In Japan, you may see Ojizo-san in various places such as temple grounds, cemetery entrances, cemetery grounds, and street corners. However, when you think about it, many of you may not understand what they mean or why they are wearing red yodarekake or maegake.
This page summarizes the origin of Jizo-san’s name, the reasons why they wear yodarekake or maegake, and why they are often seen in the streets.
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What is Ojizo-san’s real name?
Generally, Ojizo-san is called “Ojizo-san” or “Ojizo-sama” and is familiar to people. However, his real name is “Jizo Bosatsu (Jizo Bodhisattva). This name comes from the Sanskrit language used in ancient Asia.
Sanskrit is also called Sanskrit (Brahmanic). Sanskrit characters (Sanskrit script) are written on stupas, etc. The first letter “a” on a Buddhist altar is also in Sanskrit.
The first letter “a” on a Buddhist altar is also in Sanskrit. Kushti means “earth” and garba means “womb/uterus. From this word, the Japanese word “jizo” was born.
The word “bodhisattva” also means “one who practices Buddhism,” and the Sanskrit word “bodhisattva” is “bodhisattva sattva. In Japan, bodhisattvas have been widely regarded as objects of worship
- Kannon Bosatsu: maternal image is projected. 観音(かんのん)菩薩：母性的なイメージが投影されています
- Maitreya Bosatsu: believed to save people in the distant future. 弥勒(みろく)菩薩：はるか未来で人々を救うとされています
- Fugen Bosatsu: widely worshipped by women. 普賢(ふげん)菩薩：女性にあつく信仰されてきました
- Monju Bosatsu (Manjusri): believed to be in charge of wisdom. 文殊(もんじゅ)菩薩：知恵をつかさどるとされています.
- Myoken Bosatsu: Deifies the North Star. 妙見(みょうけん)菩薩：北極星を神格化しています
What is the relationship between Jizo-san and “Yodarekake drooling”?
Jizo-san often wear a red-colored “yodarekake” or “anekake” or hood. This is because Jizo-san protects children, and people make “yodarekake” or offerings with the hope that their own children will grow up healthy.
There is a story about Jizo-san called “Sai-no-Kawara” that has been handed down since the Edo period. The story can be briefly summarized as follows. On the banks of the riverbank of Sai, a child who died at an early age is piling up stones for his father and mother (to accumulate virtue).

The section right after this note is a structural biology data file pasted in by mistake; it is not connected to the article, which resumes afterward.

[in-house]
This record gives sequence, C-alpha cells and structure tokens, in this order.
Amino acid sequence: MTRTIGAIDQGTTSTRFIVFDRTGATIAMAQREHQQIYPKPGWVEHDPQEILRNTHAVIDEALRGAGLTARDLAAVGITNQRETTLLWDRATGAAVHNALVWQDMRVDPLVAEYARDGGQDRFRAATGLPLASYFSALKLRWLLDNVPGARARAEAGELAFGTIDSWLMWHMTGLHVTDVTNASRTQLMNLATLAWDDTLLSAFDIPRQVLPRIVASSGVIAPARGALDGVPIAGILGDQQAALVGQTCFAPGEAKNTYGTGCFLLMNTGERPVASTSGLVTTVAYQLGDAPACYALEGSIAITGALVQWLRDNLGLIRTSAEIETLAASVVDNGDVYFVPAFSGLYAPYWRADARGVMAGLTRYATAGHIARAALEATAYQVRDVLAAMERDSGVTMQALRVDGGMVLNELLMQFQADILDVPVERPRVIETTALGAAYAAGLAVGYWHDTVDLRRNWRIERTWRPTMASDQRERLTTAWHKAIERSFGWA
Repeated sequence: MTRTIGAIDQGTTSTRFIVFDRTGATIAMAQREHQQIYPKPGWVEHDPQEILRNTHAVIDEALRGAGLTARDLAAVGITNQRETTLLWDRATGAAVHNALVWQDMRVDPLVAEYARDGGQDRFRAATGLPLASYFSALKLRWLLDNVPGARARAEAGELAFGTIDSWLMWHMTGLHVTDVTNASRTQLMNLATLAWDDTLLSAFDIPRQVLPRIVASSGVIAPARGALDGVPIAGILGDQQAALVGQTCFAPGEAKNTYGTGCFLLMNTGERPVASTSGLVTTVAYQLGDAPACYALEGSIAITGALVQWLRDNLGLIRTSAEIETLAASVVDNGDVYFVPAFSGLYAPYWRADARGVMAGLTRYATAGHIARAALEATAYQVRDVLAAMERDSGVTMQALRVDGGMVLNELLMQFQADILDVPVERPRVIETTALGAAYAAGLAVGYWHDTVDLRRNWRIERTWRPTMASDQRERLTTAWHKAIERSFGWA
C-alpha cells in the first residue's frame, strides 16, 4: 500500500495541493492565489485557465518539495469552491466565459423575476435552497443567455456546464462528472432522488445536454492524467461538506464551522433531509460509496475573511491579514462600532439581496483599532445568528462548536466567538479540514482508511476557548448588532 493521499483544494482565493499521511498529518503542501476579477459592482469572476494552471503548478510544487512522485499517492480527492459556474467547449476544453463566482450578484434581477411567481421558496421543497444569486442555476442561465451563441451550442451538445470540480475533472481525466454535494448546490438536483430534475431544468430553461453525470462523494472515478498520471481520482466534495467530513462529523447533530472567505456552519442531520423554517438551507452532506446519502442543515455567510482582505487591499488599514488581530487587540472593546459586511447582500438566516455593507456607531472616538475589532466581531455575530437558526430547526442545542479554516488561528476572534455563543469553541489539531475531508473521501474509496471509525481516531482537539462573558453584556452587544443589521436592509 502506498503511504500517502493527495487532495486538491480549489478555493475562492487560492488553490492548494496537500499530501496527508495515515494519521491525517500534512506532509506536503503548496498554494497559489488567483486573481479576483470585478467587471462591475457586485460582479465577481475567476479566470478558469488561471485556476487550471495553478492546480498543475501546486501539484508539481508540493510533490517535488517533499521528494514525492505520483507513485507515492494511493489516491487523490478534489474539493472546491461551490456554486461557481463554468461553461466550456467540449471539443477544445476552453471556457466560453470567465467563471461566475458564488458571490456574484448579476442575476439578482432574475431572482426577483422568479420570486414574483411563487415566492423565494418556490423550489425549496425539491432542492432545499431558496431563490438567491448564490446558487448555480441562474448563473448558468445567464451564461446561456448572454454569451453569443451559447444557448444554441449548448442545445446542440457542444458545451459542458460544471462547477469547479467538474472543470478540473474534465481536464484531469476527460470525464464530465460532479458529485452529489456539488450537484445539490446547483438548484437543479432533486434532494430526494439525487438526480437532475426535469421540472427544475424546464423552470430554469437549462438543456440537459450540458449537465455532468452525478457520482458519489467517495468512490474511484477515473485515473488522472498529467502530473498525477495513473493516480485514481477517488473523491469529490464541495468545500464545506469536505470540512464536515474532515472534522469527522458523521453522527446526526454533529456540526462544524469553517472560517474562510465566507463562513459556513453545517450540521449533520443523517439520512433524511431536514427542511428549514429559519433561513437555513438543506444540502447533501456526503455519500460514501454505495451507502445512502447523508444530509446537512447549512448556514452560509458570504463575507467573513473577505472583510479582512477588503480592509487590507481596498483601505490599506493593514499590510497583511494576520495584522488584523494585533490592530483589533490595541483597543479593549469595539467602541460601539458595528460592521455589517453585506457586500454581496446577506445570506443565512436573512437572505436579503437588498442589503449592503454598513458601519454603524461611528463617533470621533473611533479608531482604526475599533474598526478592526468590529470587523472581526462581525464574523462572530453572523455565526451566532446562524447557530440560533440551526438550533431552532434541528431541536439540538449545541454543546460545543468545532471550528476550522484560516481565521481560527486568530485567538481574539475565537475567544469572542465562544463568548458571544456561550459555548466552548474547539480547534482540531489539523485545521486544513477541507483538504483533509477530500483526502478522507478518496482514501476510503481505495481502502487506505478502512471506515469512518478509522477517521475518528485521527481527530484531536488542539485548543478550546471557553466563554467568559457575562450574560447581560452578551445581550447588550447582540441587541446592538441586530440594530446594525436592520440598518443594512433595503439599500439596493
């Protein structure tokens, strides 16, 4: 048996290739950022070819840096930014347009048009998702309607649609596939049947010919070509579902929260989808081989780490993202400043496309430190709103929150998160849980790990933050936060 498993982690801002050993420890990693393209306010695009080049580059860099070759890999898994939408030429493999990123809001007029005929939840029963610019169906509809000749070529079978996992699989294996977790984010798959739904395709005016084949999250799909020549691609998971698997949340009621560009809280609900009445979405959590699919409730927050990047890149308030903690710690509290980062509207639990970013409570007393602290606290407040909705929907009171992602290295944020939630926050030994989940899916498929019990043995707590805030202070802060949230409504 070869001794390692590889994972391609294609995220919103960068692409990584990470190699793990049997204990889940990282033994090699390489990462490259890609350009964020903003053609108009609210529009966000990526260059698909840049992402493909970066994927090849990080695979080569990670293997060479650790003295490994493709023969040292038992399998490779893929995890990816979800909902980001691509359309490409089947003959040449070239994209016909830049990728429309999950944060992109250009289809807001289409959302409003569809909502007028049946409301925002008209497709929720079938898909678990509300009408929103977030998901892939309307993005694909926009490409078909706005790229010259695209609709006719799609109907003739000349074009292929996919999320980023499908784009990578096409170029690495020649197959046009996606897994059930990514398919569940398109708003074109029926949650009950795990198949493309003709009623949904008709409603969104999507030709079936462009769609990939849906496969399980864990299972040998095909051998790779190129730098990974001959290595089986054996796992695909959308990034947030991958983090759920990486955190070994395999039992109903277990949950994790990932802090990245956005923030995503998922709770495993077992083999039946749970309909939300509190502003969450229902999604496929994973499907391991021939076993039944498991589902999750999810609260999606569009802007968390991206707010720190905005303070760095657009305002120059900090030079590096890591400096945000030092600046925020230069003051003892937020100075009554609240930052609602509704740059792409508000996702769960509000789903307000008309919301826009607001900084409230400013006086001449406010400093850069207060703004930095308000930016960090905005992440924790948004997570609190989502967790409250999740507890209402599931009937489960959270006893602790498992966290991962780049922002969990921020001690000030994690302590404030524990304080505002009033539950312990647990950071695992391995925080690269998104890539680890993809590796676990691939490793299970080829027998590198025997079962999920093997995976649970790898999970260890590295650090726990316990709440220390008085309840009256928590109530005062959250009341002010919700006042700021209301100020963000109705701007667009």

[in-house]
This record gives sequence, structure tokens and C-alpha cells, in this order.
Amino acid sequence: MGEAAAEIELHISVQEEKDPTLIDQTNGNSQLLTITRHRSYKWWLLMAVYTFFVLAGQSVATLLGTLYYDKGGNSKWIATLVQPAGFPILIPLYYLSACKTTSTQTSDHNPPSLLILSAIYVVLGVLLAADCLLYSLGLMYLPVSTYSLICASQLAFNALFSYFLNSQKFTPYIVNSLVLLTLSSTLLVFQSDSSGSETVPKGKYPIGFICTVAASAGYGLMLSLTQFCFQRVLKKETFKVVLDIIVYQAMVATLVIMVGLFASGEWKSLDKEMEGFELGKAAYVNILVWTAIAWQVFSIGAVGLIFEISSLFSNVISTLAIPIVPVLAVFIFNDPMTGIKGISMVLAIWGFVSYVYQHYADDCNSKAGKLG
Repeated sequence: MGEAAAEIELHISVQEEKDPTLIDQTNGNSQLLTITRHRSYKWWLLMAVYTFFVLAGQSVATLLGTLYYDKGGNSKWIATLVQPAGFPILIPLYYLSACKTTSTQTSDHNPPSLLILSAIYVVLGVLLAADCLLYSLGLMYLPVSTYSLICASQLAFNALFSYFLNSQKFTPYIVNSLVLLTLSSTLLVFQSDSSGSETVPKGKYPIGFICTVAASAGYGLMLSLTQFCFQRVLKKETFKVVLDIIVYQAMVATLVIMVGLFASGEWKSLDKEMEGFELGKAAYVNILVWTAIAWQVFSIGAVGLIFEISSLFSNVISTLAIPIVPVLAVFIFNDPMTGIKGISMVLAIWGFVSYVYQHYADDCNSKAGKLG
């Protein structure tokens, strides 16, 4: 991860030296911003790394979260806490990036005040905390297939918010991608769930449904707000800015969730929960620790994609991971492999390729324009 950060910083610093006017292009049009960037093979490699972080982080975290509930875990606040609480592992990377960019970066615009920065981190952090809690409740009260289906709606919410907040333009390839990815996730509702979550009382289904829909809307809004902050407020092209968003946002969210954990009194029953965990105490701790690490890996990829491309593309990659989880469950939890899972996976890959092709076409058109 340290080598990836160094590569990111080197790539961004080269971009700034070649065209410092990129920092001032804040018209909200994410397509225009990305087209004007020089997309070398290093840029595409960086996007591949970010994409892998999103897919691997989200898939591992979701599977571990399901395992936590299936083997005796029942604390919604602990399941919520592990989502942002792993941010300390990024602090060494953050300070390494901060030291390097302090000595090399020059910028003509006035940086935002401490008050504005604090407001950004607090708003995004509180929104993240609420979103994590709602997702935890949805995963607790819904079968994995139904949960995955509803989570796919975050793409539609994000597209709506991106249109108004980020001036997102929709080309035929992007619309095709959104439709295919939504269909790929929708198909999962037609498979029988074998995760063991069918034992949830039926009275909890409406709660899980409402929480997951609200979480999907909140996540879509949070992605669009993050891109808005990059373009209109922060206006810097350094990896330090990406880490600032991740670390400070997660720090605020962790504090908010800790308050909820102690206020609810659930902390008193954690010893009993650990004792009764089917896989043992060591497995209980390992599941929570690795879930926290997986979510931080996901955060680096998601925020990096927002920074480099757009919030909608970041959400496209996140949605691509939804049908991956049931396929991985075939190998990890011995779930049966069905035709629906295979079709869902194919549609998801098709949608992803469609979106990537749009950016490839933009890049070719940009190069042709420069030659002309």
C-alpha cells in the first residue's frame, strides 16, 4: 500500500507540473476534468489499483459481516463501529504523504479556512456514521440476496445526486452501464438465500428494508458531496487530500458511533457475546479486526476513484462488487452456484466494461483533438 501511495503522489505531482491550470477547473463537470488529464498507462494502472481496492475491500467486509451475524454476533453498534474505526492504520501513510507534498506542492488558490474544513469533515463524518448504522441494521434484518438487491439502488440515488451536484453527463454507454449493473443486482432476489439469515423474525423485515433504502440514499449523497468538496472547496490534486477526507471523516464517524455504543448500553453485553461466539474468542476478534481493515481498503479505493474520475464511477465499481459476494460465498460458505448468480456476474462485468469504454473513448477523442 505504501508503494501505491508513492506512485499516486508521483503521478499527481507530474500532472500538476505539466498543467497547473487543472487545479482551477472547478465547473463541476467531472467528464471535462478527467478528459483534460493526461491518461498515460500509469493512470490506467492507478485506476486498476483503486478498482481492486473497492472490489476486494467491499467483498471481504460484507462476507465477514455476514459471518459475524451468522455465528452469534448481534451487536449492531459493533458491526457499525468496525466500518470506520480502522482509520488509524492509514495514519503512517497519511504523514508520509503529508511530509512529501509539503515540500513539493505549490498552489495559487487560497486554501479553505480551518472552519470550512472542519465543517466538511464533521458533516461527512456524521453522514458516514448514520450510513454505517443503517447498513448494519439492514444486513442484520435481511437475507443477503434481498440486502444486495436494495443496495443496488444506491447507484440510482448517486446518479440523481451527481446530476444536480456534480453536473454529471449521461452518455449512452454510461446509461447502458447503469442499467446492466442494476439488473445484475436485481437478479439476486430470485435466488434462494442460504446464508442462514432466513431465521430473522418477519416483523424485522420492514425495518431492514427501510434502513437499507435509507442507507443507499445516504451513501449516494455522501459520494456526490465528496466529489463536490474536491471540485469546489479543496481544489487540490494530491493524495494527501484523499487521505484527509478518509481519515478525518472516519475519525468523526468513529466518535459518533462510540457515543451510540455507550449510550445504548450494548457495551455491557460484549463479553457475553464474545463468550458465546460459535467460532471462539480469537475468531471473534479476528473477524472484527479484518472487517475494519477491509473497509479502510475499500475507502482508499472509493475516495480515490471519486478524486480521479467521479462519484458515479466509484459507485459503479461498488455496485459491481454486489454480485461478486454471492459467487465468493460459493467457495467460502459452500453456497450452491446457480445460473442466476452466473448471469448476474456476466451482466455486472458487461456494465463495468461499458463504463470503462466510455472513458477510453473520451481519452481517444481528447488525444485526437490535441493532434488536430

Then a demon comes and breaks the stone pagoda that the child has carefully piled up. Then Jizo Bosatsu appears and saves the child. This story also conveys the image of Jizo for children.
For example, the red color of the slobber coat was chosen because of its association with children, such as “baby” and “babe,” the color of the sun, the origin of life, and its power to ward off evil.
Jizo-san is probably popular not only because it protects children, but also because it is able to hear various wishes. Jizo-san in various locations include the following
- Togenuki Jizo とげ抜き地蔵
- Koyasu Jizo 子安地蔵
- Kosodate Jizo 子育て地蔵
- Migawari Jizo 身代わり地蔵
- Shibari Jizo, Shibare Jizo しばり地蔵、しばられ地蔵
- Mizuko Jizo 水子地蔵
Jizo and Dosojin
As mentioned at the beginning of this section, Jizo are found in various places, and there are quite a few of them. However, none of the Bodhisattvas, including Kannon, have such a large number. What on earth could be the reason for this? It has something to do with Dosojin.
Dosojin are natural stones, stone statues, and stone monuments, so to speak, gods of the roadside. As the object of folk belief, they have been enshrined in various places. In the Buddhist world, this god and Jizo Bosatsu are connected, and so they spread from place to place.
Such Jizo are also called Tsujiwari Jizo. Jizo-bon, which is popular in the Kinki region, is dedicated to Tsuji Jizo. Both Jizo and Dosojin are considered to be guardian gods of travelers and protect the village from outside diseases, but the interesting thing is that they have completely different personalities.
If you see a stone Buddha in your neighborhood, please check whether it is a Jizo or a Dosojin. It is also a good idea to think about how the people who have lived in the area for a long time prayed to the gods and Buddha.
It is believed to save all living beings in this world after the death of Buddha until the appearance of Maitreya Bodhisattva. In Japan, stone statues of Jizo, especially around 1 meter high, are erected at the boundaries of towns and villages and on street corners as boundary deities.
They are also believed to save the souls of children after death and are sometimes erected at the site of traffic accidents involving children. Even today, many people revere the statue and call it “Jizo-san” with affection.
- The official name of Ojizo-san is “Jizo Bosatsu.
- The items worn by Ojizo-san reflect the wishes of parents for the safe growth of their children.
- In addition to the protection of children, Jizo-san is also associated with a variety of wishes.
- Combined with the belief in Dosojin, Ojizo-san spread to many places.